Posted Oct 05, 2011 04:37 pm CDT
Updated: The litigation against law schools over employment statistics may be expanding.
Two law firms announced Wednesday that they plan to sue 15 more law schools in seven different states, according to Law School Transparency, which posted the press release. The suits will challenge the schools’ reported employment rates for law graduates.
Prior suits against Cooley Law School, New York Law School and Thomas Jefferson School of Law in California have claimed law students were misled by job statistics that didn’t specify whether jobs obtained by grads were in the legal field.
In a conference call with reporters, lawyer Jesse Strauss of Strauss Law said the 15 new schools were targeted either because alumni approached the law firms, the schools were in markets saturated with lawyers, or the schools released implausible statistics. According to the press release, the average debt for 2009 graduates of the 15 schools is more than $108,000.
“We are ready, willing and able to sue these schools,” Strauss said, but the law firms need alumni to come forward to join in the lawsuits. The Law Offices of David Anziska, which will be filing the suits with Strauss Law, lists the schools on its website and asks graduates to contact his firm. The firms won’t file suit against any particular school until they find at least three plaintiffs.
“With these lawsuits,” Law School Transparency says, “nearly 10 percent of all ABA-approved law schools across eight states will be accused of tortiously misrepresenting job placement statistics and violating state consumer protection laws.”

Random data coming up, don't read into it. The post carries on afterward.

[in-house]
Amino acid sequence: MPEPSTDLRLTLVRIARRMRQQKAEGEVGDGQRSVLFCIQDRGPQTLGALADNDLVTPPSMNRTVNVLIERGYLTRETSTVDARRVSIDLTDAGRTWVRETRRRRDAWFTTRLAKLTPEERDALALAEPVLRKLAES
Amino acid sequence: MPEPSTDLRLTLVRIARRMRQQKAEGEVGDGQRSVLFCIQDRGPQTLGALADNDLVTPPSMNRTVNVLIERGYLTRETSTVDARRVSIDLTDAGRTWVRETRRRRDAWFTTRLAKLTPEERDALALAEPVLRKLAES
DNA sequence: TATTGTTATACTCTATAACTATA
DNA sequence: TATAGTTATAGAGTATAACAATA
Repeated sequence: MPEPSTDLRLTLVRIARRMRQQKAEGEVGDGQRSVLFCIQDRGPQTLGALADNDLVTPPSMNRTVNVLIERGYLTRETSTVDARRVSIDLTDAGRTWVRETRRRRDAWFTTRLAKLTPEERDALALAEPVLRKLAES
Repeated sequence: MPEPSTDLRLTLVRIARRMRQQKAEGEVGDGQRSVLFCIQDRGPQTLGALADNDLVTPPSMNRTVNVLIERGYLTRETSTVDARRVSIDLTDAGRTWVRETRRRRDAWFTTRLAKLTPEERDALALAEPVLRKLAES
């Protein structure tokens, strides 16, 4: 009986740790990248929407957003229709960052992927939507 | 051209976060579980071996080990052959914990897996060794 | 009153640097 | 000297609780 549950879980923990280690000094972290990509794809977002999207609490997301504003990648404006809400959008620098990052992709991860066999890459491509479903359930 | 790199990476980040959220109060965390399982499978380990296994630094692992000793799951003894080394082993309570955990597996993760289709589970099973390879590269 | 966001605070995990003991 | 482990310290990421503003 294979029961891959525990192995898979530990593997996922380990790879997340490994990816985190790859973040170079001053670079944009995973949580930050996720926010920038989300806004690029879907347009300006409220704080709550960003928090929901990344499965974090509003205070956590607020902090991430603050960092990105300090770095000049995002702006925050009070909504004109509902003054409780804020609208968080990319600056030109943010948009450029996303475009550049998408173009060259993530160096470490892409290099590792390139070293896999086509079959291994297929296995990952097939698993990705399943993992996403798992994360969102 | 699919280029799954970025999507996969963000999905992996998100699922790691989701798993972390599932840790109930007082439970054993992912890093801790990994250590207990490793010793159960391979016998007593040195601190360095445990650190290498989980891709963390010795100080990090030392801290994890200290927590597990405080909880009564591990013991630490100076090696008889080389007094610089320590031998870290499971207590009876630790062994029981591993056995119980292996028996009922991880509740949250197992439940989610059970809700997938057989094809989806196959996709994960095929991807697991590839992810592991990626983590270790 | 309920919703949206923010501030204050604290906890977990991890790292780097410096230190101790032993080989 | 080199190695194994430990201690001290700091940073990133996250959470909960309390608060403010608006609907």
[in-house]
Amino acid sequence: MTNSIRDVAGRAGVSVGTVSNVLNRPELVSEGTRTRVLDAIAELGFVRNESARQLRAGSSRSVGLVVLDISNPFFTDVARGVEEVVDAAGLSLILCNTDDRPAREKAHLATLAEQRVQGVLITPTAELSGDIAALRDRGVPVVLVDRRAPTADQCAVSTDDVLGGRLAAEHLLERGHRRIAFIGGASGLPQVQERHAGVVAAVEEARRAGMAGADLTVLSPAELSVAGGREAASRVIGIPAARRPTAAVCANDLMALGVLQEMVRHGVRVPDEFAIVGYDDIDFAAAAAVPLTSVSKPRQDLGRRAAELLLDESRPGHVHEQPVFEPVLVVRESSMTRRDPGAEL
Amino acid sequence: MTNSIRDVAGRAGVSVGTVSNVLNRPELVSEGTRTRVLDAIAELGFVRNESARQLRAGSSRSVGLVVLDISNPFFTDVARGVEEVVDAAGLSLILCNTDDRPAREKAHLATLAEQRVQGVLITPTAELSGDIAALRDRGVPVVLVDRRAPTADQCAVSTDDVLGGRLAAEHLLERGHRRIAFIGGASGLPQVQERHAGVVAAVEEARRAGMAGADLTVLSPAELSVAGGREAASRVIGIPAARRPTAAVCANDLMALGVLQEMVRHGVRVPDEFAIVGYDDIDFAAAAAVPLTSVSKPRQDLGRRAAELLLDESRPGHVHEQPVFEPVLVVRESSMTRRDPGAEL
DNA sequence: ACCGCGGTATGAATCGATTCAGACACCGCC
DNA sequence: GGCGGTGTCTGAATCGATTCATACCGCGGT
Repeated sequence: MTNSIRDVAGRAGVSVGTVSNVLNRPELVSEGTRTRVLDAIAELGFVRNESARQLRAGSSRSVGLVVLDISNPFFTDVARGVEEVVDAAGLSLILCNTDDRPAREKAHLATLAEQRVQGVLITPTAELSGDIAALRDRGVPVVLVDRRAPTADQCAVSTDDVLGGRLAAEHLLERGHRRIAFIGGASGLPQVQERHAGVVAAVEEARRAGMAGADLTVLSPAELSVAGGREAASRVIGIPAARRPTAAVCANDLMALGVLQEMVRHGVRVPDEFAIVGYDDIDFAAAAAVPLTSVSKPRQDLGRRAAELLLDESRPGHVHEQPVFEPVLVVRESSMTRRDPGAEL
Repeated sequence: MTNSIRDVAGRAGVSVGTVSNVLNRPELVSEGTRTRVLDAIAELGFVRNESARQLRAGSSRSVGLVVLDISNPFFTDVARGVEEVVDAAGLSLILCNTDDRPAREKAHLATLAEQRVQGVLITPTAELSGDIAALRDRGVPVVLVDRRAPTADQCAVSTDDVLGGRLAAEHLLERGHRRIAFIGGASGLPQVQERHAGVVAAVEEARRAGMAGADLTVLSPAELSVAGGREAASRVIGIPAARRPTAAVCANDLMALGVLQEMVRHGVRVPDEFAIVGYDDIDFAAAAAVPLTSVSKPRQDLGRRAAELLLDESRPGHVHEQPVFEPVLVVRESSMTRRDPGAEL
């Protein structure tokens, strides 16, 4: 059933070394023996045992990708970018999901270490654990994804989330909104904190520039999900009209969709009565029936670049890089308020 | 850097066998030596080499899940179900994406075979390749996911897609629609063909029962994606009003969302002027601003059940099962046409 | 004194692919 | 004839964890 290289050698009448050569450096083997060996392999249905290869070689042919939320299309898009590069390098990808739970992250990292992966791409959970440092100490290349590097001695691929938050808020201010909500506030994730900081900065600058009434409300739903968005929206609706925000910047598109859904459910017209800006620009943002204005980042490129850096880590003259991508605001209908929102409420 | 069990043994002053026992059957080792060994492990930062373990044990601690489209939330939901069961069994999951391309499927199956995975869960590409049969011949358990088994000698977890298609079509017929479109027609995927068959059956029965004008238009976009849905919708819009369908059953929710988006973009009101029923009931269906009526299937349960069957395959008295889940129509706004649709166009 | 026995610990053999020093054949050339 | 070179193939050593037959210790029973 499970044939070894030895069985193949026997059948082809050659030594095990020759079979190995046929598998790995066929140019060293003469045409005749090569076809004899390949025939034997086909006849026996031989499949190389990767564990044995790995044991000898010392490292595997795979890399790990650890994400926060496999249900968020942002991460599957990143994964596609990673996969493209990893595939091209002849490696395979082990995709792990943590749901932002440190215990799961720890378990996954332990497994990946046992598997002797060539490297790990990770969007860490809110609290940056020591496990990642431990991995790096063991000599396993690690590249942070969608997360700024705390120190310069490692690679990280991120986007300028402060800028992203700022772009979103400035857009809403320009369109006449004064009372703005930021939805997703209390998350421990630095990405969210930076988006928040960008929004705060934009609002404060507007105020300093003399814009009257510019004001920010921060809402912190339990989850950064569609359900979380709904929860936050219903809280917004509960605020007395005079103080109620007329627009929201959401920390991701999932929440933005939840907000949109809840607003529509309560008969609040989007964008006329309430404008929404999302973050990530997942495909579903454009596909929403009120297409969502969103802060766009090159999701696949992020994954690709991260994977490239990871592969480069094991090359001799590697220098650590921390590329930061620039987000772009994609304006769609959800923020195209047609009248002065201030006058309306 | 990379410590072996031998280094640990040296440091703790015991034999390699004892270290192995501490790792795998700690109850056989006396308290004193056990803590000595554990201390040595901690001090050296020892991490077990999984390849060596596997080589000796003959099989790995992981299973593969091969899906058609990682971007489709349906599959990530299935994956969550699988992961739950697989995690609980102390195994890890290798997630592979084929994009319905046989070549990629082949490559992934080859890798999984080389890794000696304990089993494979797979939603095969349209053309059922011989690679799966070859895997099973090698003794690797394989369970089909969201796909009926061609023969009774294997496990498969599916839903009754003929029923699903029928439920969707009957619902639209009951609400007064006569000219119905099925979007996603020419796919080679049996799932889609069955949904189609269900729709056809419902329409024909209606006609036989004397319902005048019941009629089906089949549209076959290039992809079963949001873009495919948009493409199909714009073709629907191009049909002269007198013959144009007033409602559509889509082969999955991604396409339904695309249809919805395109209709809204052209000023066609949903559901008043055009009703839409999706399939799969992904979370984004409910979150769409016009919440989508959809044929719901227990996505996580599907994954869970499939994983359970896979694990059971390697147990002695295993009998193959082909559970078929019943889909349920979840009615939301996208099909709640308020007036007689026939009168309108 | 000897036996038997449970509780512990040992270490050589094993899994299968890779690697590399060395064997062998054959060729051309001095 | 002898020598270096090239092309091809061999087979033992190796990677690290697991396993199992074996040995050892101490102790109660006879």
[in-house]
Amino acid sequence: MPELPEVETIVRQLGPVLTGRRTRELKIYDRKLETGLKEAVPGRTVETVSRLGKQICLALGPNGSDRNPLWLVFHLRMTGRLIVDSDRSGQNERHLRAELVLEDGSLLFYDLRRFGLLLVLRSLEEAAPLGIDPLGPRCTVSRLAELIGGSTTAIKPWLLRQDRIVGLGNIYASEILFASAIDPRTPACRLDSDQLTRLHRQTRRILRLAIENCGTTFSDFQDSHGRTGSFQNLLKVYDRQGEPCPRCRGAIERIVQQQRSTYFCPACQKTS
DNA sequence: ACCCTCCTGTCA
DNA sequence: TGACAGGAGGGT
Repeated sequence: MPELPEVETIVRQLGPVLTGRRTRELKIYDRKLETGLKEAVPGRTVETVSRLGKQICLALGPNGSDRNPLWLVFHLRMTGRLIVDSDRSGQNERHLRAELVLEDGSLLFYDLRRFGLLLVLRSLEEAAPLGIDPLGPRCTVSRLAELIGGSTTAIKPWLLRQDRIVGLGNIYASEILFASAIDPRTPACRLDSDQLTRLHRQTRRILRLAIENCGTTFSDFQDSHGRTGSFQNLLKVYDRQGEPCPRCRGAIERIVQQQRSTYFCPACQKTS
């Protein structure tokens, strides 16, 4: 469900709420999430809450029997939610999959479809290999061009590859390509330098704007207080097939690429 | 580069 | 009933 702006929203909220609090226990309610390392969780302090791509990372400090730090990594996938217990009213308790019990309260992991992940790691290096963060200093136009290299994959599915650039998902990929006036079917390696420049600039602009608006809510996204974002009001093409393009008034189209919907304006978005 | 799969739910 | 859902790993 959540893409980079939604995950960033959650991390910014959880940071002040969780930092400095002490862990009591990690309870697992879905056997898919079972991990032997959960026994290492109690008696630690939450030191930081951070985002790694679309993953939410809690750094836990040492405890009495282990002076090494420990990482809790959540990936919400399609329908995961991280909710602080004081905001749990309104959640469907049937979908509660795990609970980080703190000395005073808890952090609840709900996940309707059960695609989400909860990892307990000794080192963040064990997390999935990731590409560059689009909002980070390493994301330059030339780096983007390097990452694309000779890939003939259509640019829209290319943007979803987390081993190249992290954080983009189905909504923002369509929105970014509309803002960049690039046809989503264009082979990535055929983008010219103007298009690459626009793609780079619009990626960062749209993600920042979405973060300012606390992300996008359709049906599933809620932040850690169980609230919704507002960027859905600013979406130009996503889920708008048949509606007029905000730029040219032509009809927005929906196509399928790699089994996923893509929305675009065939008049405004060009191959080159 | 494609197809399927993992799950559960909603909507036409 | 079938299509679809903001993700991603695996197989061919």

Strauss and Anziska are representing plaintiffs in the suits against Cooley and New York Law School. Strauss was previously a name partner at Kurzon Strauss, but it has since dissolved, Above the Law reports. Strauss told the blog his former partner, Jeff Kurzon, will be working on the law school cases “in an adjunct capacity.”
A day after the announcement of future lawsuits, U.S. Sen. Barbara Boxer, D-Calif., sent a letter to the ABA pressing for quick collection and dissemination of more detailed job statistics. The ABA Section of Legal Education and Admissions to the Bar is adding several new questions to law school questionnaires about jobs held by 2011 graduates nine months after graduation. Boxer wanted the section to collect the information for 2010 grads as well.
ABAJournal.com: “Grads Sue New York Law School and Cooley Law, Saying They Inflated Job and Salary Stats”
ABAJournal.com: “Cooley Sues Law Firm and Bloggers, Says Law School Falsely Accused of Misstating Grads’ Success”
Updated at 1:20 p.m. to include comments from a conference call with reporters. Updated on Oct. 6 to include information from Above the Law and to include information about Sen. Barbara Boxer’s latest letter to the ABA. An early version of this story incorrectly stated that Kurzon Strauss was working on the new cases.